I am ducking behind a small hill, the tall dry grass helping to hide me.
“At least let me go inside and get my children,” Mary says, a new determination in her voice. Mary has five children, and I suddenly feel terrified for this family.
“Okay; you have five minutes,” one of the men says, and I hear Mary’s footsteps receding into the house.
I stand up, still concealed by a small hill, and circle around the house. I make it to the back of the cabin without being noticed by the men, who are looking bored, and enter silently through the back door. Rosie, Mary’s four year old child looks at me frightened and she almost screams. But her older brother, Adam, puts his hand over her mouth.
Mary turns around quickly, in the middle of stuffing a brown dress in a tattered suitcase. “What are you doing here?” she whispers.
I don’t actually know. “Catherine, she died earlier. But she told me about how you helped slaves escape. I–I want to help,” I say. When did I make up my mind about this?
She looks out the window where one of the men is looking at his watch, and the other is tapping his foot impatiently.
Then Mary whispers quickly, “I do help slaves escape and take them to the north. It’s called The Underground Railroad. I have helped for years. But I don’t think I can help anymore. There’s this slave girl who escaped, Julia. She’s–” she is cut off by a shout from outside.
“C’mon!” one of the men shouts.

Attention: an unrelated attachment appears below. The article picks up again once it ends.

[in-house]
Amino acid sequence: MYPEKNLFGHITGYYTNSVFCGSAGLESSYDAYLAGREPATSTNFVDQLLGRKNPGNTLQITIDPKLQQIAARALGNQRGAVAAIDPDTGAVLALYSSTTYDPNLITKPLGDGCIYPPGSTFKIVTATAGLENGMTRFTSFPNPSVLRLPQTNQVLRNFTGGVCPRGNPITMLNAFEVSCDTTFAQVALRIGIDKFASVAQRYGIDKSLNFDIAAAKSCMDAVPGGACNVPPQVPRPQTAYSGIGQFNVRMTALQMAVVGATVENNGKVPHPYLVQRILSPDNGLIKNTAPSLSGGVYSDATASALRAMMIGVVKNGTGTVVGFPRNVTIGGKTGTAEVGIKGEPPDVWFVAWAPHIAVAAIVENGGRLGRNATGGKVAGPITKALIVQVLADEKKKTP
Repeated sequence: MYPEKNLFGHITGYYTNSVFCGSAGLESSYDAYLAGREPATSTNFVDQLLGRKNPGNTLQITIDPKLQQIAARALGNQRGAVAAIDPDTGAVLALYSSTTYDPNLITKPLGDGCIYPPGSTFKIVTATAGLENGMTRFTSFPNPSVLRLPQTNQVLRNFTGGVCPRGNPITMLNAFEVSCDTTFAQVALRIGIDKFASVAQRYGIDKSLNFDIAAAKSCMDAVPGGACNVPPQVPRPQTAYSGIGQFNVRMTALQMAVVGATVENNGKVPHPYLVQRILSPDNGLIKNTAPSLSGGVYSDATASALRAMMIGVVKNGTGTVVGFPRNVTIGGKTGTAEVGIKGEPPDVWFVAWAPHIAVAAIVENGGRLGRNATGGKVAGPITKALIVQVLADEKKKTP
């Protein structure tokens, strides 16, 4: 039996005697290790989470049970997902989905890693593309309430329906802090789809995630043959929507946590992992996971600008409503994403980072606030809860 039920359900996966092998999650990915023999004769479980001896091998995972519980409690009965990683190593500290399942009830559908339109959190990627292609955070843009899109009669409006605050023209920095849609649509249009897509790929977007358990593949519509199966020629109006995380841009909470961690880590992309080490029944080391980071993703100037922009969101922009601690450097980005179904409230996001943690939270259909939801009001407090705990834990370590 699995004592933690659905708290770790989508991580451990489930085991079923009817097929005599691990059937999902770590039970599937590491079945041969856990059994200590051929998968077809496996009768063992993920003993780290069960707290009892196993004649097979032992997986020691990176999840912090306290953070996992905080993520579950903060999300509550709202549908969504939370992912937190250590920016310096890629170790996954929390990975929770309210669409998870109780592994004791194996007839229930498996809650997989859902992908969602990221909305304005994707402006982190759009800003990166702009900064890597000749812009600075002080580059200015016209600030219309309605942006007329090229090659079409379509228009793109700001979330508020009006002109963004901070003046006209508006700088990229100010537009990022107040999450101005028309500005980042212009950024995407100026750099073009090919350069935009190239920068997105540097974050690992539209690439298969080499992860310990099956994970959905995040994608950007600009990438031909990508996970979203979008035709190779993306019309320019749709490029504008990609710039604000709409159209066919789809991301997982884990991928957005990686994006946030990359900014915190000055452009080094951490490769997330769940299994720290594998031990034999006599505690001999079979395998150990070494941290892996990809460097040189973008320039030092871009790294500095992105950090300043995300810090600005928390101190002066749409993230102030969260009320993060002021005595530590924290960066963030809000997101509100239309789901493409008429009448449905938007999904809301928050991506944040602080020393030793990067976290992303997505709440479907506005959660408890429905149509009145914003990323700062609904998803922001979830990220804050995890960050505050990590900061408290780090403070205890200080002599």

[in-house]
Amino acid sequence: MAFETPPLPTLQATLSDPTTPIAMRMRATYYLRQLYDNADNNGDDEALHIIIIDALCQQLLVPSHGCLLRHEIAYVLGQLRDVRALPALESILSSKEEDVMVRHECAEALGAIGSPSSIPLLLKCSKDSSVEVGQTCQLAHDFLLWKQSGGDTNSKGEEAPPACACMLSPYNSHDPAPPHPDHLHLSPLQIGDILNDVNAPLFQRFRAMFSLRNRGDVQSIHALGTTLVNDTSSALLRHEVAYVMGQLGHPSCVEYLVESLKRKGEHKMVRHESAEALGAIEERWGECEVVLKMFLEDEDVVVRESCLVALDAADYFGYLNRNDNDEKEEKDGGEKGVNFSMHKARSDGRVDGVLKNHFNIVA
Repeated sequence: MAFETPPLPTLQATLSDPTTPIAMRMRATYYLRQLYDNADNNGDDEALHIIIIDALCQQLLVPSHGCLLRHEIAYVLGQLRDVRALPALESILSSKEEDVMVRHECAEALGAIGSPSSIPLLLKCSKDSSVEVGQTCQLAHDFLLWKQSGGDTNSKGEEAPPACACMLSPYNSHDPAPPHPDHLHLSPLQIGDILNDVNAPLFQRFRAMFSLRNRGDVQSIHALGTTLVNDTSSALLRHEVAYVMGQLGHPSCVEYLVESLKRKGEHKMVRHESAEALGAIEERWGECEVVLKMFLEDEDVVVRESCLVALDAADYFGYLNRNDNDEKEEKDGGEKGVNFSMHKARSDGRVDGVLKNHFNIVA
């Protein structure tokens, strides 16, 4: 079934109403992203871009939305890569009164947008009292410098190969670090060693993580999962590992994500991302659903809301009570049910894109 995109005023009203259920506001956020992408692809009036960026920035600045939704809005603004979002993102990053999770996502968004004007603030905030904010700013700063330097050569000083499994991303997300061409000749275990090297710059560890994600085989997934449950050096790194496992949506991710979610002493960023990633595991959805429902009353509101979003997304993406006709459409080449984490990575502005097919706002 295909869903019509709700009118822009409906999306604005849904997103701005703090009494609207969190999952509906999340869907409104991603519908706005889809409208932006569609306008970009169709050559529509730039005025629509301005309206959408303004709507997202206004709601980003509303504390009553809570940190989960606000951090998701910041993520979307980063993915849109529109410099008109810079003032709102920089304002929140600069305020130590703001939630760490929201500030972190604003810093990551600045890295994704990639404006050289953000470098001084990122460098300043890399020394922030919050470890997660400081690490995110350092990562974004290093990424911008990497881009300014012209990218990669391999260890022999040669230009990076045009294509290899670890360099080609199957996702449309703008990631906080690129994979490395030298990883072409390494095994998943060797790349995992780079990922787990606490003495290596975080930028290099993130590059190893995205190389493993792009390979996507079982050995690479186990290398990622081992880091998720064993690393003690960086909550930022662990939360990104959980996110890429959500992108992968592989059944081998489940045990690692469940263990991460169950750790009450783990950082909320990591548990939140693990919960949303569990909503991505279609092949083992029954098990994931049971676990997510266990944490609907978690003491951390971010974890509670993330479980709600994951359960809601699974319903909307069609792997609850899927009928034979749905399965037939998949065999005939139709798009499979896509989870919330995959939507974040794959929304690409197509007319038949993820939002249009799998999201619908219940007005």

A small girl appears in the doorway to the children’s bedroom. She is a medium height, her hazel eyes terrified, and she looks like she hasn’t slept in days.
“Please help her! I can’t see her taken or killed. Please,” Mary says, gathering her children around her.
I think for a moment. Do I really want to do this? Should I help her? But I know before I answer. I could never say no to this neighbor who is in need. I nod, and look at Mary. Her face is filled with gratitude.
“Thank you,” she says, a single tear rolling down her cheek. “Children, come on.”
The five children gather around her, the older ones holding the little ones’ hands. Rosie is holding a doll, faded and ragged, silent tears rolling down her cheeks.
“I’m sorry,” I say, because it’s the only thing I can think of. Then I stride out the back door, followed silently by Julia. This is just in time, because the front door opens, and heavy boots pound on the wooden floors right after we slip outside.
I look at the girl, who looks frightened, and wonder what I just got myself into.
My father shouldn’t be home, but I don’t risk it. I tell Julia to wait in the woods surrounding the house until I get her. She nods and sits on a tree trunk. I walk back to the road, and make my way to the house. My father isn’t home, and I set my basket with the sugar on the counter.
Alice and Margaret don’t acknowledge me when I enter the kitchen. They’re probably still mourning Catherine’s death.